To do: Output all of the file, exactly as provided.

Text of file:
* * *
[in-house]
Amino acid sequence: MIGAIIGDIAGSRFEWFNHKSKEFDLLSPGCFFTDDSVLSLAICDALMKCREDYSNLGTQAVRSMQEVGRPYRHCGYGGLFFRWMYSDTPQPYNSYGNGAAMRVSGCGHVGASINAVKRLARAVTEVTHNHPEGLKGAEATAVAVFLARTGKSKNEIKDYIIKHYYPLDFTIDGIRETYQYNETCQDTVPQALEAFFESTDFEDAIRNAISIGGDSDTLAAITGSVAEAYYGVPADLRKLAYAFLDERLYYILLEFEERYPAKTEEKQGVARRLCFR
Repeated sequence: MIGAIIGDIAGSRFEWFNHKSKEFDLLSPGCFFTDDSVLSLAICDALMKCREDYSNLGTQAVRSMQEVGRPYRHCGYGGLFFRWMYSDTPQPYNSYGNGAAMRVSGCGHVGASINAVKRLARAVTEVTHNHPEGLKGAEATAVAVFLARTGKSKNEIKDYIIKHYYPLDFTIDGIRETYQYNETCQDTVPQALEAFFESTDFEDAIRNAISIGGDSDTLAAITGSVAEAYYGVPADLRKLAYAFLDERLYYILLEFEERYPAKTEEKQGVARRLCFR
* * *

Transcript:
[in-house]
Amino acid sequence: MIGAIIGDIAGSRFEWFNHKSKEFDLLSPGCFFTDDSVLSLAICDALMKCREDYSNLGTQAVRSMQEVGRPYRHCGYGGLFFRWMYSDTPQPYNSYGNGAAMRVSGCGHVGASINAVKRLARAVTEVTHNHPEGLKGAEATAVAVFLARTGKSKNEIKDYIIKHYYPLDFTIDGIRETYQYNETCQDTVPQALEAFFESTDFEDAIRNAISIGGDSDTLAAITGSVAEAYYGVPADLRKLAYAFLDERLYYILLEFEERYPAKTEEKQGVARRLCFR
Repeated sequence: MIGAIIGDIAGSRFEWFNHKSKEFDLLSPGCFFTDDSVLSLAICDALMKCREDYSNLGTQAVRSMQEVGRPYRHCGYGGLFFRWMYSDTPQPYNSYGNGAAMRVSGCGHVGASINAVKRLARAVTEVTHNHPEGLKGAEATAVAVFLARTGKSKNEIKDYIIKHYYPLDFTIDGIRETYQYNETCQDTVPQALEAFFESTDFEDAIRNAISIGGDSDTLAAITGSVAEAYYGVPADLRKLAYAFLDERLYYILLEFEERYPAKTEEKQGVARRLCFR